Out of dozens of ways to make an intriguing and potential fun new franchise, American Assassin whiffed on all of them. Instead we get a film that manages to spend two hours without an intelligent or genuine moment.
In fairness, there’s no need to single out any one thing since American Assassin is such a comprehensive mess. Four screenwriters adapt Vince Flynn’s 2011 novel. Their concoction is a shoddy script that never gave the actors a chance.
It seems the attempt is to create a modern spin on the 2003 Colin Farrell S.W.A.T. vehicle with a healthy dose of Jason Bourne and every revenge thriller.
Good taste aside, the plot does offer some escapism from modern headlines. Mitch Rapp (Dylan O’Brien, The Maze Runner) has just proposed to his girlfriend, Katrina (Charlotte Vega) when terrorists open fire. You’re supposed to feel sorry when Katrina gets gunned down, but it’s hard not to think she’s made incompetently stupid. How else to explain why she heads in the direction everyone else is fleeing and calling Mitch unless she thought her gravity defying bikini was also bulletproof?
Naturally, Mitch does the sensible thing and obsessively goes on Bruce Wayne style vengeance mode. Over the next 18 months, he becomes an expert marksman, close quarter combatant determined to take down any and every terrorist cell. I feel like in Sylvester Stallone’s hands, American Assassin could have actually been entertaining.
Instead, Mitch gets roped into an anti-terrorist CIA special forces group headed by Irene Kennedy (Sanaa Lathan). Lathan has one of those warm, inviting on screen personas and she also struggles trying to play hard nosed characters.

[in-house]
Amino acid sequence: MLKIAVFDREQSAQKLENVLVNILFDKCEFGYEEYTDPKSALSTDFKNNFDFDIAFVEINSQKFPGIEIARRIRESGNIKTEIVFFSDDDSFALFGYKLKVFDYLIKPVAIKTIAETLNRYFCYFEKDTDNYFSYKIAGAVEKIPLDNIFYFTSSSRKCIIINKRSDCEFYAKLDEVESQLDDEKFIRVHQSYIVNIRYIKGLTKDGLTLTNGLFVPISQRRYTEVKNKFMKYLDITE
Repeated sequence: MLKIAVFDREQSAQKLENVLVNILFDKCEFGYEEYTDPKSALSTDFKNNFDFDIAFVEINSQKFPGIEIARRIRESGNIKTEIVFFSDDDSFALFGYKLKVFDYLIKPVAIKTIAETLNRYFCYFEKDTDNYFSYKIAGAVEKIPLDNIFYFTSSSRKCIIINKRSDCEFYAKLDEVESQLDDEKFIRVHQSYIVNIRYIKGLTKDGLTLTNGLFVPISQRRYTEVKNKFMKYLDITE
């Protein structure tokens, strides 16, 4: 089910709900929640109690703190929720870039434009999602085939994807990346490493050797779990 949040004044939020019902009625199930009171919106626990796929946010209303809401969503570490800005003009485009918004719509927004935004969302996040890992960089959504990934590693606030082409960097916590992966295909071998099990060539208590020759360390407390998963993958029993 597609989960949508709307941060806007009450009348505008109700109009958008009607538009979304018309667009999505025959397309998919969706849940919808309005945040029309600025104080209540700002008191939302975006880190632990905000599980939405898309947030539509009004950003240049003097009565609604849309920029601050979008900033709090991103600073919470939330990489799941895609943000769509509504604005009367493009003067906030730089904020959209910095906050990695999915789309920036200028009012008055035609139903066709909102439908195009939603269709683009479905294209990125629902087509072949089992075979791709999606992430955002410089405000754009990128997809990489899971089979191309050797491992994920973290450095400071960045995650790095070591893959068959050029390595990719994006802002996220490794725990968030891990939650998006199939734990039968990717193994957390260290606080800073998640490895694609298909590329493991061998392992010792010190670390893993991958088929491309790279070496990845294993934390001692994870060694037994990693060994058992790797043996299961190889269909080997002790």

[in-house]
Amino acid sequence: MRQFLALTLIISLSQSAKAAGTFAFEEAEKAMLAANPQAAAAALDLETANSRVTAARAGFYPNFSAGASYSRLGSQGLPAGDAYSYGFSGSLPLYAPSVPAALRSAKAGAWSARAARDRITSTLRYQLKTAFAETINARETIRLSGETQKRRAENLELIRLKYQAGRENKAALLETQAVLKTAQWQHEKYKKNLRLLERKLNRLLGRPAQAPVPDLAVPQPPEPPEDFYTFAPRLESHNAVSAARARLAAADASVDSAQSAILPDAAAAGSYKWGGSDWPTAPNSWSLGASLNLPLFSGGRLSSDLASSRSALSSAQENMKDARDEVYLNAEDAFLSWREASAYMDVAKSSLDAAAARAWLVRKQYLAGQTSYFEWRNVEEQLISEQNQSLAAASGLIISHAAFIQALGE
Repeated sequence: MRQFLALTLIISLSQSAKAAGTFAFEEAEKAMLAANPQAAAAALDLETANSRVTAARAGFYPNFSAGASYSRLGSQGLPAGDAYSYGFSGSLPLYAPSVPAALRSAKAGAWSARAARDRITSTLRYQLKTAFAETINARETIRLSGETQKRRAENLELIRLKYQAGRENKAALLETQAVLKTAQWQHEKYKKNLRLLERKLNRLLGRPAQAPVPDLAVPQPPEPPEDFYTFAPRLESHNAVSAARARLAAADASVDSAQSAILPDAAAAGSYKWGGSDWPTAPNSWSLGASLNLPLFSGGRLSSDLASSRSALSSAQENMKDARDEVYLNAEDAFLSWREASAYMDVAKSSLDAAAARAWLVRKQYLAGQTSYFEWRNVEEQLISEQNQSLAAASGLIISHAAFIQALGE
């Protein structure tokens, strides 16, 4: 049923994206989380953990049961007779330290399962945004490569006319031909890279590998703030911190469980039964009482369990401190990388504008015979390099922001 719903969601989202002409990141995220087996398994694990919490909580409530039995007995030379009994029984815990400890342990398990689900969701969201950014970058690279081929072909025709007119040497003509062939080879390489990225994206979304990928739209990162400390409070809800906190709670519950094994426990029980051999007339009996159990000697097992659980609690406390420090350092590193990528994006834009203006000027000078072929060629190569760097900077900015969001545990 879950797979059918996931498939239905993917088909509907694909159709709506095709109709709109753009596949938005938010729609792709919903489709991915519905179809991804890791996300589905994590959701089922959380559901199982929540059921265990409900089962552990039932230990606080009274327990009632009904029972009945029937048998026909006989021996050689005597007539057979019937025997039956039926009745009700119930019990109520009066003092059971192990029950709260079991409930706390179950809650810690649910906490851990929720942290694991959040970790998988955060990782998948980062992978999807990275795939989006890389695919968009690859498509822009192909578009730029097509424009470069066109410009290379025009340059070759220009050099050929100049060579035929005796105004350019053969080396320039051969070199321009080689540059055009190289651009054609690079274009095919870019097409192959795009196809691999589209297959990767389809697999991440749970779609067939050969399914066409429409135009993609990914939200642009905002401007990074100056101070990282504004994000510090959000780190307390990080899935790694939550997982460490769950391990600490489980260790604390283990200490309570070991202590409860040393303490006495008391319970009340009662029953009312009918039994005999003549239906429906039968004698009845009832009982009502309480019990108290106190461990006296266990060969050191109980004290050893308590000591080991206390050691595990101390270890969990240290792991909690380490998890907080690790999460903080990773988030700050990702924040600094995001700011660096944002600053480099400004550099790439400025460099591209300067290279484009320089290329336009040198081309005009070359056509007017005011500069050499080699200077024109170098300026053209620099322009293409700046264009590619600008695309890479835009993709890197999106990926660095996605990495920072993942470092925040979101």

Kennedy wants Mitch trained by the best and sends him to a quickie intense boot camp led by semi-active operative Stan Hurley (Michael Keaton). Hurley recognizes all of Mitch’s bad tendencies — he’s seen them in his former agent turned mercenary Ghost (Taylor Kitsch, John Carter). For some vaguely explained reason, Kennedy demands Mitch join the mission to stop Ghost and prevent a nuclear bomb sale. Shiva Negar co-stars as Mitch’s presumed love interest/fellow agent Annika, but her chemistry with O’Brien is nonexistent.
Keaton overcame the awful dialogue by overacting and hamming it up. To some degree that worked as at least he makes things interesting. It says something that he gave a more subdued performance in the comic book movie Spider-Man: Homecoming. O’Brien doesn’t have the acting cred to pull that off yet and he’s left hanging trying to make something out of the terrible verbiage.
O’Brien’s baby face makes it hard to take him seriously in this role of a kick tail action hero too, but he does his best. Kitsch makes for an interesting bad guy and is all around a better character. The filmmakers do take his character’s name too literal with some ridiculous escapes.
Director Michael Cuesta tries to force some tension with close up shots and wonky perspectives. The most damning offense is the hyper, choppy editing. That might have worked back in 2002 with The Bourne Identity, but in the era of John Wick and Atomic Blonde, that doesn’t get the job done anymore.
That statement works for the film on the whole. American Assassin feels like a film that arrived to theaters about a decade too late when a shaky effort like this could benefit from an over the top spirit of patriotism.
Rating: 3 out of 10
Photo Credit: Christian Black/CBS Films